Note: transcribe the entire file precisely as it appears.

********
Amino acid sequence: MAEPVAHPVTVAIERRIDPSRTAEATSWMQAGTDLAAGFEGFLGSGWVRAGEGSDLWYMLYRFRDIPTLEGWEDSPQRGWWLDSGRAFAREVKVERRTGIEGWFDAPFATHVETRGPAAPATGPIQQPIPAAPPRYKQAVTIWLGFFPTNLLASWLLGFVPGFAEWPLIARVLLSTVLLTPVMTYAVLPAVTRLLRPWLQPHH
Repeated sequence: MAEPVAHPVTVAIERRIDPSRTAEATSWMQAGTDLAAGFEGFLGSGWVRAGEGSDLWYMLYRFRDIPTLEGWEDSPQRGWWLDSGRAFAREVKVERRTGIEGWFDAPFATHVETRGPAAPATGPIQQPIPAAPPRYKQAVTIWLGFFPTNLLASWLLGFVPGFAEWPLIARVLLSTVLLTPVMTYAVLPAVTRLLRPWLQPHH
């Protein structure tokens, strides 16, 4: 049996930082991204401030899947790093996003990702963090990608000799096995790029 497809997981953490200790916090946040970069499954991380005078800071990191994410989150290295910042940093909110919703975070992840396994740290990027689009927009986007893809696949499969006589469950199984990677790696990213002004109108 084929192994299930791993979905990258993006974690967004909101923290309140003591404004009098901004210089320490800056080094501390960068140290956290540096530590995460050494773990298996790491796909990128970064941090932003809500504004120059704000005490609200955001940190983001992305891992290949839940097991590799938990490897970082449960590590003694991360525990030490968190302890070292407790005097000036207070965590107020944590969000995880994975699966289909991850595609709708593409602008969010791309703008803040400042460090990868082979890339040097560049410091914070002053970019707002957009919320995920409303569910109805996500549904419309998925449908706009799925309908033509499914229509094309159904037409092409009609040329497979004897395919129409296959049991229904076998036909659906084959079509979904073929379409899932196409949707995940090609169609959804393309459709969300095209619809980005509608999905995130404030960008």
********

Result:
Amino acid sequence: MAEPVAHPVTVAIERRIDPSRTAEATSWMQAGTDLAAGFEGFLGSGWVRAGEGSDLWYMLYRFRDIPTLEGWEDSPQRGWWLDSGRAFAREVKVERRTGIEGWFDAPFATHVETRGPAAPATGPIQQPIPAAPPRYKQAVTIWLGFFPTNLLASWLLGFVPGFAEWPLIARVLLSTVLLTPVMTYAVLPAVTRLLRPWLQPHH
Repeated sequence: MAEPVAHPVTVAIERRIDPSRTAEATSWMQAGTDLAAGFEGFLGSGWVRAGEGSDLWYMLYRFRDIPTLEGWEDSPQRGWWLDSGRAFAREVKVERRTGIEGWFDAPFATHVETRGPAAPATGPIQQPIPAAPPRYKQAVTIWLGFFPTNLLASWLLGFVPGFAEWPLIARVLLSTVLLTPVMTYAVLPAVTRLLRPWLQPHH
């Protein structure tokens, strides 16, 4: 049996930082991204401030899947790093996003990702963090990608000799096995790029 497809997981953490200790916090946040970069499954991380005078800071990191994410989150290295910042940093909110919703975070992840396994740290990027689009927009986007893809696949499969006589469950199984990677790696990213002004109108 084929192994299930791993979905990258993006974690967004909101923290309140003591404004009098901004210089320490800056080094501390960068140290956290540096530590995460050494773990298996790491796909990128970064941090932003809500504004120059704000005490609200955001940190983001992305891992290949839940097991590799938990490897970082449960590590003694991360525990030490968190302890070292407790005097000036207070965590107020944590969000995880994975699966289909991850595609709708593409602008969010791309703008803040400042460090990868082979890339040097560049410091914070002053970019707002957009919320995920409303569910109805996500549904419309998925449908706009799925309908033509499914229509094309159904037409092409009609040329497979004897395919129409296959049991229904076998036909659906084959079509979904073929379409899932196409949707995940090609169609959804393309459709969300095209619809980005509608999905995130404030960008």